Last night I only worked half a shift starting at 9pm, due to a family function earlier in the evening. Whilst resigned to making little money I still chanced my luck by working the Sunday night, hard-clubbing crowd in Kings Cross. Not something I normally do as it can be heart-in-the-mouth work. After Saturday nights I like to relax on Sundays.
Around 1am I was hailed by a couple. He was a tough, shaven-headed, Latin lover type and she a young woman in a mini skirt with skinny legs, indistinguishable from many other girls on the crowded Strip. After first asking where she lived he ordered a suburb past the Airport.
She was fairly drunk yet not that incapacitated she couldn’t resist his suggestions during the trip. ‘C’mon’, he pleaded, ‘we’re hot together, you know it’. ‘Stop it’, she countered, ‘or I’ll vomit on you ! Anyway I’ve got a boyfriend at home, I told you that already’, then relented to engage in some ‘tonsil-tickling’. I was tempted to turn on the radio but given her drunken condition I didn’t want her spinning out, and so endured the awkward silences.
On arrival at her house she offered him money for the fare but he wouldn’t take it. So she quickly hopped out and sauntered off, leaving Lothario to call out the window, ‘Hey, what’s your number - 1_800_fuck_your_mother ?’. Charming. ‘Driver take me back’, he said, ordering a suburb we’d passed earlier. ‘What a little prick teaser !’. I laughed and asked, ‘Where did you meet her ?’. ‘At a club. She was all over me - I was grabbing her arse and she was rubbing me hard all night. But all I got in the end was a peck on the cheek. I feel like a dill’. I chose not to agree.
He then called his girlfriend and spent ten minutes attempting to lob at her place, but it was obvious she wouldn’t have him so late and he hung up. She probably sensed what he’d been up to anyway. ‘So why all the action at the club', I inquired, 'if this woman intended going home alone ?’. ‘Oh no, she wanted a friggin’ hotel’, he moaned, ‘two hundred bucks for a couple of hours ! Bugger that, she already cost me three hundred in drugs and booze. I would have been better off with a hooker’. Understandable really.
‘Well, I assured him, ‘the fact you saw her home shows that you’re a gentleman’ (here I was massaging his ego - with the meter showing $50 I wanted to distract him from the pain of wasting more money). I continued, ‘An old gentleman once told me that a sophisticated man only uses call girls when playing around. It’s much cheaper financially and emotionally, and much less damaging if your partner finds out’.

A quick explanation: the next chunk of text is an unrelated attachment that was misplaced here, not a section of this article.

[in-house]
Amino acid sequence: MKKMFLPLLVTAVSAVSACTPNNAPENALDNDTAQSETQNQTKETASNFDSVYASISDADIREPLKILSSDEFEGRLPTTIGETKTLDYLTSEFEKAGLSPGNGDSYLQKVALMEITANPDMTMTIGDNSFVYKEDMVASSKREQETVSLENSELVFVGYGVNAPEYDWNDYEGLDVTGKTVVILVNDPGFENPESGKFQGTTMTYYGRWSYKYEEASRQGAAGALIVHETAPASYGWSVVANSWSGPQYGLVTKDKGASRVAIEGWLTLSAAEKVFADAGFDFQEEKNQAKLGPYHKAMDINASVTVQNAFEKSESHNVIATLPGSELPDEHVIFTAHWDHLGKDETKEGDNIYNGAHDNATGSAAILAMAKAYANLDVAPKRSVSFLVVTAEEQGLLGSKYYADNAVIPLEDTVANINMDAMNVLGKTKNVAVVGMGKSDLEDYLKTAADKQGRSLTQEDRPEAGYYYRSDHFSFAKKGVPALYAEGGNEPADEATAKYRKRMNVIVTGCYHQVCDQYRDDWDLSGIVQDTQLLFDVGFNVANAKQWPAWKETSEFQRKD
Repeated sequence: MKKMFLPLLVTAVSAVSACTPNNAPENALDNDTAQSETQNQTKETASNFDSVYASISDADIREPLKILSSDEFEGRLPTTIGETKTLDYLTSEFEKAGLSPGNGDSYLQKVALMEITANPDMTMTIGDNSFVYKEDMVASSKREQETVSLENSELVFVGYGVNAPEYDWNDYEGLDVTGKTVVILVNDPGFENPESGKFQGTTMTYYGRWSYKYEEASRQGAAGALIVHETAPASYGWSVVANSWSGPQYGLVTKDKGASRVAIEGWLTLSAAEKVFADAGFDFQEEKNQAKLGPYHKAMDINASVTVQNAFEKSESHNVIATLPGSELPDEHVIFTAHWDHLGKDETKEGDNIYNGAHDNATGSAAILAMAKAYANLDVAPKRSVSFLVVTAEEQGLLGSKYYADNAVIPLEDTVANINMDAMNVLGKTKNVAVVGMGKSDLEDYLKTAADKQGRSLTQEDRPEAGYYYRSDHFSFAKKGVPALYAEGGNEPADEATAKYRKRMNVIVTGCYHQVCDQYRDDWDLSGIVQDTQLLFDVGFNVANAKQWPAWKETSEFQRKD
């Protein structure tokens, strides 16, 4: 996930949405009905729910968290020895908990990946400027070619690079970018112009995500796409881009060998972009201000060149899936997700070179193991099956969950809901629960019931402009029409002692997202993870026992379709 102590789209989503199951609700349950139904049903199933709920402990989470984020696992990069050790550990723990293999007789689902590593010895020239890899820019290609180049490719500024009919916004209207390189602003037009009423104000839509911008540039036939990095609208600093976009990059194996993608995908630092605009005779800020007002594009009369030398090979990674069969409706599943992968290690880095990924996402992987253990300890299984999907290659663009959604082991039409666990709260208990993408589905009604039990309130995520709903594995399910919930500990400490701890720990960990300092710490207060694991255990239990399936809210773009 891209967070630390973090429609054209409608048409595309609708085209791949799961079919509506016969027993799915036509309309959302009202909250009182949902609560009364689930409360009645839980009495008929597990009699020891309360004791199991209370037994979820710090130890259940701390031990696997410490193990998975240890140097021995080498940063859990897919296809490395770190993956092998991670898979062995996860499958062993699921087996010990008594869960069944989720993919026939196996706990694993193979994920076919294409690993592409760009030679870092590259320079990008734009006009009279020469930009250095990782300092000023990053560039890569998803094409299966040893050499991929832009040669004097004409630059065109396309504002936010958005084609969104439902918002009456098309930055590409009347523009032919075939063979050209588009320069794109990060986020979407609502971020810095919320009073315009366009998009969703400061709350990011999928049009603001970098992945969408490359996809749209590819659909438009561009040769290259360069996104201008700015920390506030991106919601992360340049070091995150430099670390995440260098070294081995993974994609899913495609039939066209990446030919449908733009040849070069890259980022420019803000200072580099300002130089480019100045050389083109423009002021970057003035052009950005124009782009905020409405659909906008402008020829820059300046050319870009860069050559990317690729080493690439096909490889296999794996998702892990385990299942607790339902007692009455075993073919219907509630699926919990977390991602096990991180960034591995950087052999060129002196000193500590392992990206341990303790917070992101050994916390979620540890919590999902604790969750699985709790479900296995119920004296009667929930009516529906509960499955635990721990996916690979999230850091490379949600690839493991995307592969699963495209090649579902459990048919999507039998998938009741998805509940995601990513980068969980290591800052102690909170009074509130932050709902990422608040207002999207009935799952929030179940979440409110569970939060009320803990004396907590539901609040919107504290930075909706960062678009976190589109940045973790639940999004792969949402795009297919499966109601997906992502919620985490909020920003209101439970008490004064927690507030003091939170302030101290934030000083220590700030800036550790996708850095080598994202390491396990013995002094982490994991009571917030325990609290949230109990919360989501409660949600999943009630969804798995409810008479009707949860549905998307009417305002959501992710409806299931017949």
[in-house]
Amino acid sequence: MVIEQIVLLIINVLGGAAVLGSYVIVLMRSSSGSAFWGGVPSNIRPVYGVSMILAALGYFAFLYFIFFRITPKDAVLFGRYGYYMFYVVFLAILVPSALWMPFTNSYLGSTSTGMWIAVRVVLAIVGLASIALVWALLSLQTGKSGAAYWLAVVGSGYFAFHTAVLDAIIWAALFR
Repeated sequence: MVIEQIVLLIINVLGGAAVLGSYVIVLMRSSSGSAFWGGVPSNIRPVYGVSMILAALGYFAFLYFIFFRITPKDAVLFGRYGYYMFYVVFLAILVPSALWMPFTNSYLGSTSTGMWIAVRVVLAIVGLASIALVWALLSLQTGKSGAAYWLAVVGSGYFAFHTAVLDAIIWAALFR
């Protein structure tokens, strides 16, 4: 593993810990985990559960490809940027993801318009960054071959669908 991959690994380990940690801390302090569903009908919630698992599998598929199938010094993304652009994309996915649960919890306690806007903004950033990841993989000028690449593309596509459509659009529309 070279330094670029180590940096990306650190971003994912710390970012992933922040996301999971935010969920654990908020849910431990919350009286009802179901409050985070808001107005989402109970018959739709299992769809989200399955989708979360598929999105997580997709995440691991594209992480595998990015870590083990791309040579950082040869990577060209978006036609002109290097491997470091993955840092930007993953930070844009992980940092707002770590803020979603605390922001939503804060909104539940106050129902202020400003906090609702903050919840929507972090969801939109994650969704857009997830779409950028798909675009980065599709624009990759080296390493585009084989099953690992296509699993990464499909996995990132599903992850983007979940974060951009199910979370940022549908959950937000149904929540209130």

Given my passenger’s frustrating encounter with his ‘little prick-teaser’, he could only agree with the opinion and dutifully paid up. I departed doubting he’ll change his ways.
Shortly before midnight last night I was driving Vacant along Manning Road, Double Bay. Approaching Cooper Park I noticed movement and reflection just inside the darkened park and immediately picked it for young kids out late, mucking around and probably drinking. It’s what plenty of kids do on a Saturday night when they’re too young to enter licensed premises yet old enough to be out unsupervised.
As I travelled past at about 50 kph two simultaneous impacts slammed into the cab with an almighty crash. It scared the pants off me and I hit the brakes thinking a side window had shattered. After checking and confirming the windows were intact I lit up the park with the side spotlight. A bunch of kids ran for thirty metres then stopped, as if taunting me to get out and chase them. I reversed the cab a little and they ran some more, and stopped again. But what could I do ?
Next thing a middle-aged fella tapped on my window. ‘Mate, I saw them throw those rocks at you’. ‘What, are they schoolkids ?’, I asked. ‘I think so’, he said. ‘They’ve been hanging around for awhile and all the residents are really pissed off with them. I’ve already called the police. How about you drive around to the other side of the park while I tell them I’ve got a gun’.
Still shaken and not really thinking straight I agreed and took off to look for them. However by the time I arrived it suddenly dawned on me that this was ridiculous. What the hell was I going do if I did find them ? Make a citizens arrest ? Beat them up, single-handedly ? Not to mention working in concert with someone threatening them with a supposed gun !?
Immediately I turned around and went had some dinner, embarrassed at my blatant stupidity. I could easily have ended up like this bloke, being stretchered from a park early this morning in Manly.
Most Saturday nights at work I listen to a delightful ABC radio program called The Idlers. The show often features travellers wandering around Australia on The Big Lap. A regular question posed by the show's hosts is, 'Where is the best place you've visited'. And invariably these travellers reply, 'The Kimberley', in north west Australia.
Not so well travelled as the Kimberely is the neighbouring country of the Pilbara. Along with it's isolation and rugged accessibility, the Pilbara is renowned for being a lucrative mining district of hard, rocky, desert lands, around 500,000 square kilometres in area.